While U.S. advocates and local politicians struggle to get their first public banks chartered, Mexico’s new president has begun construction on 2,700 branches of a government-owned bank to be completed in 2021, when it will be the largest bank in the country. At a press conference on Jan. 6, he said the neoliberal model had failed; private banks were not serving the poor and people outside the cities, so the government had to step in.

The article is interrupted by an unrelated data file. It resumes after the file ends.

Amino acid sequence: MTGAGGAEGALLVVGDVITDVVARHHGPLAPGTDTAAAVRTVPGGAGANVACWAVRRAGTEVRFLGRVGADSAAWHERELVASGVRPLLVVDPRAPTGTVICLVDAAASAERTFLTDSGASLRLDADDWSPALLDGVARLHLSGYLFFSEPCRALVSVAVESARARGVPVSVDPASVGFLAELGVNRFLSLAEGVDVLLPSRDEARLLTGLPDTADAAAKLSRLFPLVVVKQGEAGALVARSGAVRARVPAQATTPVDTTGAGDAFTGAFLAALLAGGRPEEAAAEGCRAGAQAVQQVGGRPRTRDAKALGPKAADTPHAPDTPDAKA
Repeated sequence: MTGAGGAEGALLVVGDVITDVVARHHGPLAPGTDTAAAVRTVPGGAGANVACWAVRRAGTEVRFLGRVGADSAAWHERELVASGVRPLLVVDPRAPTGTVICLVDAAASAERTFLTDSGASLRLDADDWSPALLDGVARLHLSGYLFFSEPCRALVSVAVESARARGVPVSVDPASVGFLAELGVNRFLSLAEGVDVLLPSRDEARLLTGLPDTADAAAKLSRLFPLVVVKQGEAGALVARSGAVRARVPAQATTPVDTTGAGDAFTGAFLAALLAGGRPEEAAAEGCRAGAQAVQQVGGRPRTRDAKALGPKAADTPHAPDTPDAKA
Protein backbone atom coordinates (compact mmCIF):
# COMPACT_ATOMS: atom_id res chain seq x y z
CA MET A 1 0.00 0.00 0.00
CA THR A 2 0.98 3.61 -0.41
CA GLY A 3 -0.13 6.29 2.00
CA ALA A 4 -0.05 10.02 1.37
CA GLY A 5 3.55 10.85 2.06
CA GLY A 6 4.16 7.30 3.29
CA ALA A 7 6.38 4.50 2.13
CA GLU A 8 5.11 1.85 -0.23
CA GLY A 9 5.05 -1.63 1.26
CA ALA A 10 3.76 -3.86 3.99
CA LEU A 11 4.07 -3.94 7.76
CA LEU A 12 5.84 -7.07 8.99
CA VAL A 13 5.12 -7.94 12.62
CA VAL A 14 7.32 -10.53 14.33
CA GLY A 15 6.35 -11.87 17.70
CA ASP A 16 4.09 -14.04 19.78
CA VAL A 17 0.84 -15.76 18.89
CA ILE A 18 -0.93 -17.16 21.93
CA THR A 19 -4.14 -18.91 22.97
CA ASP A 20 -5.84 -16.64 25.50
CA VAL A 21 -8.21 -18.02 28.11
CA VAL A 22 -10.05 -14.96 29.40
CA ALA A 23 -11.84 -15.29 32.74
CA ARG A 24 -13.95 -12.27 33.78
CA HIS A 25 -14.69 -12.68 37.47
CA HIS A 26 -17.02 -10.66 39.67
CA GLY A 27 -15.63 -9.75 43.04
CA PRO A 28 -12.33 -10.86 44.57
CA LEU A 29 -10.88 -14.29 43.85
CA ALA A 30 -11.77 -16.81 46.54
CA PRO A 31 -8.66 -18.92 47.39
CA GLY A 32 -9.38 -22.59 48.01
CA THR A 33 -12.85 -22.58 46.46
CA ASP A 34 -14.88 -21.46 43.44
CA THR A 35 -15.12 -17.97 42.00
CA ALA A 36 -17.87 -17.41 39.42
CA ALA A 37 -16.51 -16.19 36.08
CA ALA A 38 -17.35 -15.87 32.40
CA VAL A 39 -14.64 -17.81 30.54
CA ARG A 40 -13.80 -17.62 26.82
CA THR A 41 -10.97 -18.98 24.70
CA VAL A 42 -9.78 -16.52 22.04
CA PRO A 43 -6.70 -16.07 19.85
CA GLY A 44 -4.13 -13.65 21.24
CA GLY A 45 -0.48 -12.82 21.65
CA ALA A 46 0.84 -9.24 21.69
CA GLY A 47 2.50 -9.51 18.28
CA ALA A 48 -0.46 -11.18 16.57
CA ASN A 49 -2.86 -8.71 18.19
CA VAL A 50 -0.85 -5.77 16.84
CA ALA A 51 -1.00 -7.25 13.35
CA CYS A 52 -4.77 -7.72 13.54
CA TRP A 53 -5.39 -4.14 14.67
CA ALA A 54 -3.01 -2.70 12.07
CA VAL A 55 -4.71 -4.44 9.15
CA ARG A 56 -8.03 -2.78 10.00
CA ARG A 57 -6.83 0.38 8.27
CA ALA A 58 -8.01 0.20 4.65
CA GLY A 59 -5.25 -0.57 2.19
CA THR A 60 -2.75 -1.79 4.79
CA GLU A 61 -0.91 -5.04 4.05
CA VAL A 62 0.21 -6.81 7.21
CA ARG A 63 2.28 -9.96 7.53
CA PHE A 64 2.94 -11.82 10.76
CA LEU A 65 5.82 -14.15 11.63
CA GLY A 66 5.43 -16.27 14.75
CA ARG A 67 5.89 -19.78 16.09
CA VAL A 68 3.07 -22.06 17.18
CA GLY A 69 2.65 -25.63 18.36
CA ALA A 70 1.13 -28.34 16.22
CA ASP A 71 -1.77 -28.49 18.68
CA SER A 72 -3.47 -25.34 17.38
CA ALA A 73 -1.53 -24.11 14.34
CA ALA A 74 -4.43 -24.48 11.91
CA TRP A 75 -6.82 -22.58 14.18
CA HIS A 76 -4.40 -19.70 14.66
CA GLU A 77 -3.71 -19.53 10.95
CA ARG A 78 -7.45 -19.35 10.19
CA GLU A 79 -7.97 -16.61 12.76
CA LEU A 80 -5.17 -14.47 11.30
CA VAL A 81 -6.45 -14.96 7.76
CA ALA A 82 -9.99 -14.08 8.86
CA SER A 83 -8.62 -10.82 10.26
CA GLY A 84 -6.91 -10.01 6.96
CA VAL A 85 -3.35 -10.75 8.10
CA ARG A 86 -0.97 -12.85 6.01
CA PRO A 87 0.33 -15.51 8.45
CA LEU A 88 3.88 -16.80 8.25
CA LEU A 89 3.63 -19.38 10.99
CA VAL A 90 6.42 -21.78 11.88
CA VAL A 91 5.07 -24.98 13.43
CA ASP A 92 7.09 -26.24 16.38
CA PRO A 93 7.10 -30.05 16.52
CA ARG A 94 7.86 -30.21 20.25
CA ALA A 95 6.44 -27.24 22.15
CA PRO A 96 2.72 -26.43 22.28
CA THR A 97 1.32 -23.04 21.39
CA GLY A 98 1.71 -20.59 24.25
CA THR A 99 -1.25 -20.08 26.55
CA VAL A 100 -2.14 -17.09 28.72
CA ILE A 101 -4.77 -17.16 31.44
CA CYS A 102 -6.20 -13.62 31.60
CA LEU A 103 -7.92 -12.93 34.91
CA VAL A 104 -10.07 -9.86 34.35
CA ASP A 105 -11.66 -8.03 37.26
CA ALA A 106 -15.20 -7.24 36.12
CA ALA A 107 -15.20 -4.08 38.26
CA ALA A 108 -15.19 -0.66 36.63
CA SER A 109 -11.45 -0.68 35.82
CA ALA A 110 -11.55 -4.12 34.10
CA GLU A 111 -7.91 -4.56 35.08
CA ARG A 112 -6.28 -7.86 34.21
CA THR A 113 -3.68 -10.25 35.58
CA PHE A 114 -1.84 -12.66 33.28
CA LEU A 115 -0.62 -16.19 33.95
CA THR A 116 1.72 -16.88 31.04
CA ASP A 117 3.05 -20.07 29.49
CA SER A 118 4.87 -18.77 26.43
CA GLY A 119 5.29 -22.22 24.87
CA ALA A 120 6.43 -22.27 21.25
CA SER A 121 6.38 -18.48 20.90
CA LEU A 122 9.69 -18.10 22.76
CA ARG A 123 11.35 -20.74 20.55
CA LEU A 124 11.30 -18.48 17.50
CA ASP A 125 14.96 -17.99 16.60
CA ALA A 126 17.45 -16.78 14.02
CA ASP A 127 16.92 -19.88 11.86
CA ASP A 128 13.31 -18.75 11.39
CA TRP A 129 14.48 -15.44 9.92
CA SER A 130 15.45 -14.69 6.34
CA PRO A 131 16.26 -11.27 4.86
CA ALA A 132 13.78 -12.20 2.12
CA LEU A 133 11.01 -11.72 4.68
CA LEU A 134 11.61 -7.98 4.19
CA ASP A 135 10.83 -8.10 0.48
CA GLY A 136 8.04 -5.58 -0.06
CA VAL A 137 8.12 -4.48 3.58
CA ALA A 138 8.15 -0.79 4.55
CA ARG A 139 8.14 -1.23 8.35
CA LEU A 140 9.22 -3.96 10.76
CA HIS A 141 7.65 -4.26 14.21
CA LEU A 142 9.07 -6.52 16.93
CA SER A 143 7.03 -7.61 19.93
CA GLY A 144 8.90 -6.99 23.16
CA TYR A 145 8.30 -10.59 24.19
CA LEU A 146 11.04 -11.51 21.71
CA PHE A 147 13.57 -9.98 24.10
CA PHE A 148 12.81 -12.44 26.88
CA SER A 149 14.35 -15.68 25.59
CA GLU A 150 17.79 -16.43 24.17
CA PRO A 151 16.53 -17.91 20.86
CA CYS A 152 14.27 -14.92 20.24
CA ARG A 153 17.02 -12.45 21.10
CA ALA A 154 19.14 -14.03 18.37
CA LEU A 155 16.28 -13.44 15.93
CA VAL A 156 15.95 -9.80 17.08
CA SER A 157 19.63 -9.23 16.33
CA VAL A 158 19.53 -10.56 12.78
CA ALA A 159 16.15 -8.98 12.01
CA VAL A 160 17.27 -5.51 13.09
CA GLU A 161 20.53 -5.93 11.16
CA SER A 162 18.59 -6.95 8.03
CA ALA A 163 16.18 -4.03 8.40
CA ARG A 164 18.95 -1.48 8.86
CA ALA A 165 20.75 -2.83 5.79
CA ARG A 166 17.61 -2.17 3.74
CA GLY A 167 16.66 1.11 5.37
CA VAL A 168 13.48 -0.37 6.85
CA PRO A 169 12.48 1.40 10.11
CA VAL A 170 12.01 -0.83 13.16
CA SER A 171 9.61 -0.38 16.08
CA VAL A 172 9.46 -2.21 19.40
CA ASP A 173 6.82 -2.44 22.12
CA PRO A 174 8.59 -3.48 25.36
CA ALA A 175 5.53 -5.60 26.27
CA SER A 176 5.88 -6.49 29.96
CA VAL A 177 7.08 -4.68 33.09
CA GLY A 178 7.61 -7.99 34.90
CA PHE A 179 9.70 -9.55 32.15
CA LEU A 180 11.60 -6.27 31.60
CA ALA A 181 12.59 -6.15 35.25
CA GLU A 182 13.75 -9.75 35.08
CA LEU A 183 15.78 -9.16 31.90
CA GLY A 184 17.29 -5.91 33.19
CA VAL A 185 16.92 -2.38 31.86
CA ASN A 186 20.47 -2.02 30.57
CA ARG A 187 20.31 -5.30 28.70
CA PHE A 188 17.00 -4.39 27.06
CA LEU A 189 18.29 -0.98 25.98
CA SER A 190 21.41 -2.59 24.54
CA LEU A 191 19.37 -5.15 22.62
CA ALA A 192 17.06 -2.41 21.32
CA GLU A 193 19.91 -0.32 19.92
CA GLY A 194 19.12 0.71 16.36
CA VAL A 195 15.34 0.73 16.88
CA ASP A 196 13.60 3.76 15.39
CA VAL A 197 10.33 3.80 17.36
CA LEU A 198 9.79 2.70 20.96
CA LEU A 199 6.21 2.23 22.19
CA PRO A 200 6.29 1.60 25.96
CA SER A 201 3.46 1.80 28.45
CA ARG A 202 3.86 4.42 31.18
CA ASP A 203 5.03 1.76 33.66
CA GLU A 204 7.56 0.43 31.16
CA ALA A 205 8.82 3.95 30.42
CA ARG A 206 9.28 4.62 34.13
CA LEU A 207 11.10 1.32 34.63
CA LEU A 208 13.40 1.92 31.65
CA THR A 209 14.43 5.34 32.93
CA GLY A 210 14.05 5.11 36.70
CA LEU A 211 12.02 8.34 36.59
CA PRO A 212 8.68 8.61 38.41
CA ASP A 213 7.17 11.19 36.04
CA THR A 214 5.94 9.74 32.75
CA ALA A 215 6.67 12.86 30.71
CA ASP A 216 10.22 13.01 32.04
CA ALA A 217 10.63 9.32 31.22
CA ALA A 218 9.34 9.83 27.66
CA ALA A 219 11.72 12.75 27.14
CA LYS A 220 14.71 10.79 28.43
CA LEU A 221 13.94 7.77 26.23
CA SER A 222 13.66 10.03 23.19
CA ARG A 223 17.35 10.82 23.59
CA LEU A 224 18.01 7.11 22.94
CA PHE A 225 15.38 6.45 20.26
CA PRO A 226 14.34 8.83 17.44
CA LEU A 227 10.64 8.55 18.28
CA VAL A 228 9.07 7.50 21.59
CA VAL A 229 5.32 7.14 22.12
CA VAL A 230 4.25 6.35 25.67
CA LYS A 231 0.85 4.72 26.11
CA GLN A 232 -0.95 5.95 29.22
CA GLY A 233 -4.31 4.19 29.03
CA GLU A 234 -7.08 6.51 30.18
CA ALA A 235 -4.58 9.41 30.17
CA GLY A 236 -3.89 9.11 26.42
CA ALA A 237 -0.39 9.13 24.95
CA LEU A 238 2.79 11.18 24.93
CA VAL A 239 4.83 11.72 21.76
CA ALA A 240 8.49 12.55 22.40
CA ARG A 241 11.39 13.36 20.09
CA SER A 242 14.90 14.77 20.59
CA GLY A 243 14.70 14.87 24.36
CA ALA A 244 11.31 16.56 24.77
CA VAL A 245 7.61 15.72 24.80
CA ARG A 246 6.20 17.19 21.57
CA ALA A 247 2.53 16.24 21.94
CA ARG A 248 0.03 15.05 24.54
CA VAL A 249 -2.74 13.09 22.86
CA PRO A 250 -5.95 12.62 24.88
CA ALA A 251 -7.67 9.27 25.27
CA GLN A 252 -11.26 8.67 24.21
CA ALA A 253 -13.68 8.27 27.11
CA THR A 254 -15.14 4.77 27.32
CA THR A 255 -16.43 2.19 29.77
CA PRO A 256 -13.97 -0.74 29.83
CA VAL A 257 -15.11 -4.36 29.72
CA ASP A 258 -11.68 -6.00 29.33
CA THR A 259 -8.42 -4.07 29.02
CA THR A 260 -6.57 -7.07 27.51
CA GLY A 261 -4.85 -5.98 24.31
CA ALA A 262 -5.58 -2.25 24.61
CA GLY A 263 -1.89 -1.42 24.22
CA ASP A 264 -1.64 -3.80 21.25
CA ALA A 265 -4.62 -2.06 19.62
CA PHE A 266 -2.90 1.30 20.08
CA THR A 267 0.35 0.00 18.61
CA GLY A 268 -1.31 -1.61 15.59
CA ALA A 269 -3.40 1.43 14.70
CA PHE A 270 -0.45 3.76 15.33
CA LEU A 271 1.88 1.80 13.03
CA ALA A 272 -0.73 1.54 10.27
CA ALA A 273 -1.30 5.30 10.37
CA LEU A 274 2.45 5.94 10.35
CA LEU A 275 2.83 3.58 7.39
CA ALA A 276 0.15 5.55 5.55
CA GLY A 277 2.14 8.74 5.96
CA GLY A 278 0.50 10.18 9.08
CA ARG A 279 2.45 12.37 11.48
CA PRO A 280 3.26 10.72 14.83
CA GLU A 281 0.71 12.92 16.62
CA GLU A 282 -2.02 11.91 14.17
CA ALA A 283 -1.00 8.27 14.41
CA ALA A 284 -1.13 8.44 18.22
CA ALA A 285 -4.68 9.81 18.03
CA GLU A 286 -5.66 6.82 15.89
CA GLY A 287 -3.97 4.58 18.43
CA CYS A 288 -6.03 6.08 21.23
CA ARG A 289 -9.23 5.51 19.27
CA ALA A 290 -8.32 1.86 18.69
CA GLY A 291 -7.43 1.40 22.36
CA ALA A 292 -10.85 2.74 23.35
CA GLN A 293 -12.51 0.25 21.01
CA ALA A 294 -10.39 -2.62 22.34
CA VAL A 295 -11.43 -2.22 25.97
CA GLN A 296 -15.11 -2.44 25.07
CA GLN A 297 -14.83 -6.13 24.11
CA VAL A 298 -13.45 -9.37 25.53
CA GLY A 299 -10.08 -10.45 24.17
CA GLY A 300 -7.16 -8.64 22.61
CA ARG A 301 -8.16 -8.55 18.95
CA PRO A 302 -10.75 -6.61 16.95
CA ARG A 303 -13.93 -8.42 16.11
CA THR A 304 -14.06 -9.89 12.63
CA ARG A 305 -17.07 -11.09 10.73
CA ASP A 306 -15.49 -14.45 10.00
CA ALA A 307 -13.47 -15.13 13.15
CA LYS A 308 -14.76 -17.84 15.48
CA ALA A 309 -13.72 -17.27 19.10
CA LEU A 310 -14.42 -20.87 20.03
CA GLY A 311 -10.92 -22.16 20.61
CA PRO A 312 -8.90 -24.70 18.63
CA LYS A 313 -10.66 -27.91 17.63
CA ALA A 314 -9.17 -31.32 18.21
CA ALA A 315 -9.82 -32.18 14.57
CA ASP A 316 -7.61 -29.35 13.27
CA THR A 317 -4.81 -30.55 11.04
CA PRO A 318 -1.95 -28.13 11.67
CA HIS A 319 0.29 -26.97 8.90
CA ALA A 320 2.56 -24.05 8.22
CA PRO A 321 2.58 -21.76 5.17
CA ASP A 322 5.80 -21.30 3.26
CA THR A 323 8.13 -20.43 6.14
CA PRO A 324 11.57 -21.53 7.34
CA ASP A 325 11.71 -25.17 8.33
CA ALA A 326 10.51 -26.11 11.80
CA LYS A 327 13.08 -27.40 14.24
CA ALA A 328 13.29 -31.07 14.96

When it comes to Mexico, one can at this point easily spot the signs of a brewing U.S. regime change operation. Since Mexico’s president Andrés Manuel López Obrador was elected last year, he’s been thoroughly vilified by the U.S. media. After Brazil’s fascist president Jair Bolsonaro was elected, the Financial Times’ John Paul Rathbone even argued that Obrador is a greater threat to liberal democracy than Bolsonaro. Such views of Obrador have come from claims that he’s an authoritarian, or “too strong” as the Washington Post recently put it.